DEAR DOCTOR K:
I’ve been suffering from insomnia for the past year or so. I’ve also gained 15 pounds over the same time period. Could the two be connected?
I spoke about this with my colleague Dr. Stuart Quan, professor of sleep medicine at Harvard-affiliated Brigham and Women’s Hospital. He confirmed that there is growing evidence of a link between obesity and insufficient sleep. The growth of this country’s obesity epidemic over the past 40 years, for example, correlates with a decline in the amount of sleep reported by the average adult. And in large population-based studies, obesity has been linked to less sleep.
But how might sleep deficiency be related to weight gain? A recent study published in the journal Sleep provides some clues. Researchers studied a group of young, healthy adults over the course of four nights. One group was restricted to 4.5 hours of sleep per night; the other group got 8.5 hours of sleep per night.
At the end of the study, the researchers measured two hormones responsible for hunger: ghrelin (which increases appetite) and leptin (which reduces appetite). In the sleep-restricted group, the ratio of the two hunger hormones was altered to favor greater appetite.
Other studies have observed the same thing. However, this study measured something more. Snack consumption — particularly items with more fat and protein — was higher after sleep restriction. And, strikingly, levels of appetite-stoking chemicals like ghrelin were higher at the time of greater snack consumption. These chemicals also stimulate reward centers in the brain.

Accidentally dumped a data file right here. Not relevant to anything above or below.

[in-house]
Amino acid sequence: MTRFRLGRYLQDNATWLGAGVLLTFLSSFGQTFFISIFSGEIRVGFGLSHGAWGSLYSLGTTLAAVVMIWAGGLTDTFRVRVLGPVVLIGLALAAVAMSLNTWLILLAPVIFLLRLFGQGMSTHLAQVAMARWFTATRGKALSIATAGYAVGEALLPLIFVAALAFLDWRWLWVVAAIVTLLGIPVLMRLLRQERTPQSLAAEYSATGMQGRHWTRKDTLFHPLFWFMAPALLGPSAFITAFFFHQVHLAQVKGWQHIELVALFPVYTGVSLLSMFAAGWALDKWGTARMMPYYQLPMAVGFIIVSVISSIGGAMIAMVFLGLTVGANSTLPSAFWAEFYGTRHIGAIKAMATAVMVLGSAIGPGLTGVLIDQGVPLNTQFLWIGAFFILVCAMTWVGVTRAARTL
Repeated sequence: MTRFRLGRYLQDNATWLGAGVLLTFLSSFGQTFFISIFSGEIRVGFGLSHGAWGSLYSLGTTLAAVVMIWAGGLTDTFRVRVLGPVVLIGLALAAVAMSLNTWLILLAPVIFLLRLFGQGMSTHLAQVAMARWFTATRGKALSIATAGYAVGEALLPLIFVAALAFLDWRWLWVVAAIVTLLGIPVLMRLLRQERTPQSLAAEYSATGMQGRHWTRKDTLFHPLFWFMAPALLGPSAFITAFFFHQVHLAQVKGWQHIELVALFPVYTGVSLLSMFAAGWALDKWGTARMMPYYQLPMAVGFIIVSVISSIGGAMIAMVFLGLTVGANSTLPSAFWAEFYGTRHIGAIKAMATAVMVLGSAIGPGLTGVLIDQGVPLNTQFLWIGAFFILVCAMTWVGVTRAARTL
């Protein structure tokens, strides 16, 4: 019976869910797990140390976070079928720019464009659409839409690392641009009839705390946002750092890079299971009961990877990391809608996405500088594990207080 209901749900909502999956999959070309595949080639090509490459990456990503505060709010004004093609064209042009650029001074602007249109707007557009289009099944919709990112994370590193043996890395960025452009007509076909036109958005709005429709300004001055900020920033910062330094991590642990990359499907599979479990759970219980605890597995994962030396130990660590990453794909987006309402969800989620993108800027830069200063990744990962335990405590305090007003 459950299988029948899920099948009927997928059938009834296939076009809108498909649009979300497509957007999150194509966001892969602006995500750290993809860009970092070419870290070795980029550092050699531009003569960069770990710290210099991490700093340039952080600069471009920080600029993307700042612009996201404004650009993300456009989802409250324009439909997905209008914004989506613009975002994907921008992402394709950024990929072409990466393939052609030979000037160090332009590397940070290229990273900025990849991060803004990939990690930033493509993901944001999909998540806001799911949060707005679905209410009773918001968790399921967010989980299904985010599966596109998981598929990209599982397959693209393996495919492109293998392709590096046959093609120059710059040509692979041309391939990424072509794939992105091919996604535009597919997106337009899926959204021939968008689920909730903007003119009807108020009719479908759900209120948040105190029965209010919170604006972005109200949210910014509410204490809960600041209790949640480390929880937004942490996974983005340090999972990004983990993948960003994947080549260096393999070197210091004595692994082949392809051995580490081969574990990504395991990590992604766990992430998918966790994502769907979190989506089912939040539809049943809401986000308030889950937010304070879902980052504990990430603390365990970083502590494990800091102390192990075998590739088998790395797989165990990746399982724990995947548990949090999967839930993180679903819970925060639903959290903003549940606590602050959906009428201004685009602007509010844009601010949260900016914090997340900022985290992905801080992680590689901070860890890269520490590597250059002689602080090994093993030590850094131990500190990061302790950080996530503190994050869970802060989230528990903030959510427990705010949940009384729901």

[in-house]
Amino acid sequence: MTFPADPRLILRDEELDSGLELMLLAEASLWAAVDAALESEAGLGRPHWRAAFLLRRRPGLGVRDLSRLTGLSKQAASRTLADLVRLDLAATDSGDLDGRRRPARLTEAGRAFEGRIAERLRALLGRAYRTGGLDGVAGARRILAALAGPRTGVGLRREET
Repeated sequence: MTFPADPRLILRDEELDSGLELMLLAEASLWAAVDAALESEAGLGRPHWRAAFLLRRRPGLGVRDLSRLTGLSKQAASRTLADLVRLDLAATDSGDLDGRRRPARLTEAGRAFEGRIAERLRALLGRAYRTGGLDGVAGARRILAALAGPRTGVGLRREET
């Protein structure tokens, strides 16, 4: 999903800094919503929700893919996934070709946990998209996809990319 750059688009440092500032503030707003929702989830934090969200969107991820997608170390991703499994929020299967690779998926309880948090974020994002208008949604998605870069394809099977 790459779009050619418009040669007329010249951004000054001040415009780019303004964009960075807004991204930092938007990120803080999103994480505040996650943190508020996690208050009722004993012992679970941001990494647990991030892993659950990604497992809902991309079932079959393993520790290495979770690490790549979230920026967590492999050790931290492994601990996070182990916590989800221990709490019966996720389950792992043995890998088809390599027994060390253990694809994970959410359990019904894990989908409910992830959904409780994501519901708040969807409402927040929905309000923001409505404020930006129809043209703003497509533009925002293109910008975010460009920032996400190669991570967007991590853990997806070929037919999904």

So not only does sleep restriction make you hungrier, it also makes the act of eating more satisfying. In the face of this one-two punch, your willpower doesn’t stand much of a chance.
This exciting finding requires further investigation, but it already supports existing evidence that sufficient sleep is important for optimal health. In particular, adequate sleep is important for combating obesity.
Not getting enough sleep regularly is also associated with many health problems besides obesity. Difficulty thinking and depressed mood are two consequences. So is an increased risk of accidents, and resulting injuries. Heart problems are more common. Inflammation in the body is encouraged by sleep deprivation.
The immune system is affected. For example, people do not get the same protection from vaccines when they are chronically sleep-deprived. Finally, the risk of getting Type 2 diabetes may be higher — even if chronic sleep deprivation does not result in obesity.
How much sleep do we need? People are different: Some need more sleep than the average person, and some need less. For adults aged 26 to 64, seven to nine hours are recommended. For adults aged 65 or older, it’s seven to eight hours.
So I do think there is likely a connection between your insomnia and weight gain. The former could be leading to the latter — and both of them could be caused by depression and anxiety. Talk to your doctor; there could well be a treatment that would improve your mood, help you lose weight — and give you a good night’s sleep.